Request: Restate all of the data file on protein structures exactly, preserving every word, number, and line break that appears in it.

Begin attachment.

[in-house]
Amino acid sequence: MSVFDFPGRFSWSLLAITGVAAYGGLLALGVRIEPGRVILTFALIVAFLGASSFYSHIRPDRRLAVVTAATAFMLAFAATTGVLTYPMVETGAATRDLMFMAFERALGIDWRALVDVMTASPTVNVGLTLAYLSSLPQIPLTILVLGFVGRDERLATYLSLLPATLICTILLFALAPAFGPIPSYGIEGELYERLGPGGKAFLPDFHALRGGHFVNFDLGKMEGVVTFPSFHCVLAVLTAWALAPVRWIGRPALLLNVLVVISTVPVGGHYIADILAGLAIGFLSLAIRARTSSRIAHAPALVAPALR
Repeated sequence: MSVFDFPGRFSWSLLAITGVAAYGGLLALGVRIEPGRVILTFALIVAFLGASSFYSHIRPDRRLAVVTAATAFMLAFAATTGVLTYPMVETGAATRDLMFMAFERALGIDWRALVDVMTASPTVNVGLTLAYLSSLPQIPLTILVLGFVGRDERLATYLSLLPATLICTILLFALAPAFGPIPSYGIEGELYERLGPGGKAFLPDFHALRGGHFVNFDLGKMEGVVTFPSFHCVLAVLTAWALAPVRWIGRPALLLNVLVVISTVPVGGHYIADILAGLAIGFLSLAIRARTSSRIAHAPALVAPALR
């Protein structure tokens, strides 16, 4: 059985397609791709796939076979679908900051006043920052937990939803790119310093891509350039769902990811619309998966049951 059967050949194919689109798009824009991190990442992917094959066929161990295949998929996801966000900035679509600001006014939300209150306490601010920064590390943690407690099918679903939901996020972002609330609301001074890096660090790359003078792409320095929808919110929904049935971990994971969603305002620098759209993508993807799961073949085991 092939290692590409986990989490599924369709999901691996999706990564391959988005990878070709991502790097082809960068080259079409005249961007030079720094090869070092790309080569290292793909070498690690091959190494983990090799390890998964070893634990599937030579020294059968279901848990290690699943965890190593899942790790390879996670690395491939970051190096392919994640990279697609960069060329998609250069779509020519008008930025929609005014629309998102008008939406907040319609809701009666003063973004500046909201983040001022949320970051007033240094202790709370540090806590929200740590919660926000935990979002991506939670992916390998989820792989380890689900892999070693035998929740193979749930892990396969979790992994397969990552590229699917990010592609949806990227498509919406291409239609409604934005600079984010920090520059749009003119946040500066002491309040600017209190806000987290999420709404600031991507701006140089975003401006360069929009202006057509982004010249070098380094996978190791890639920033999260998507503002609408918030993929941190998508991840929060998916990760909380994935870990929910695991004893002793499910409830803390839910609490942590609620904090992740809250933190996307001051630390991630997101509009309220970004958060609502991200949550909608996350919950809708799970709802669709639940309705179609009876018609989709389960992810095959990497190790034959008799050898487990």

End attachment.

[in-house]
Amino acid sequence: MSVFDFPGRFSWSLLAITGVAAYGGLLALGVRIEPGRVILTFALIVAFLGASSFYSHIRPDRRLAVVTAATAFMLAFAATTGVLTYPMVETGAATRDLMFMAFERALGIDWRALVDVMTASPTVNVGLTLAYLSSLPQIPLTILVLGFVGRDERLATYLSLLPATLICTILLFALAPAFGPIPSYGIEGELYERLGPGGKAFLPDFHALRGGHFVNFDLGKMEGVVTFPSFHCVLAVLTAWALAPVRWIGRPALLLNVLVVISTVPVGGHYIADILAGLAIGFLSLAIRARTSSRIAHAPALVAPALR
Repeated sequence: MSVFDFPGRFSWSLLAITGVAAYGGLLALGVRIEPGRVILTFALIVAFLGASSFYSHIRPDRRLAVVTAATAFMLAFAATTGVLTYPMVETGAATRDLMFMAFERALGIDWRALVDVMTASPTVNVGLTLAYLSSLPQIPLTILVLGFVGRDERLATYLSLLPATLICTILLFALAPAFGPIPSYGIEGELYERLGPGGKAFLPDFHALRGGHFVNFDLGKMEGVVTFPSFHCVLAVLTAWALAPVRWIGRPALLLNVLVVISTVPVGGHYIADILAGLAIGFLSLAIRARTSSRIAHAPALVAPALR
């Protein structure tokens, strides 16, 4: 059985397609791709796939076979679908900051006043920052937990939803790119310093891509350039769902990811619309998966049951 059967050949194919689109798009824009991190990442992917094959066929161990295949998929996801966000900035679509600001006014939300209150306490601010920064590390943690407690099918679903939901996020972002609330609301001074890096660090790359003078792409320095929808919110929904049935971990994971969603305002620098759209993508993807799961073949085991 092939290692590409986990989490599924369709999901691996999706990564391959988005990878070709991502790097082809960068080259079409005249961007030079720094090869070092790309080569290292793909070498690690091959190494983990090799390890998964070893634990599937030579020294059968279901848990290690699943965890190593899942790790390879996670690395491939970051190096392919994640990279697609960069060329998609250069779509020519008008930025929609005014629309998102008008939406907040319609809701009666003063973004500046909201983040001022949320970051007033240094202790709370540090806590929200740590919660926000935990979002991506939670992916390998989820792989380890689900892999070693035998929740193979749930892990396969979790992994397969990552590229699917990010592609949806990227498509919406291409239609409604934005600079984010920090520059749009003119946040500066002491309040600017209190806000987290999420709404600031991507701006140089975003401006360069929009202006057509982004010249070098380094996978190791890639920033999260998507503002609408918030993929941190998508991840929060998916990760909380994935870990929910695991004893002793499910409830803390839910609490942590609620904090992740809250933190996307001051630390991630997101509009309220970004958060609502991200949550909608996350919950809708799970709802669709639940309705179609009876018609989709389960992810095959990497190790034959008799050898487990």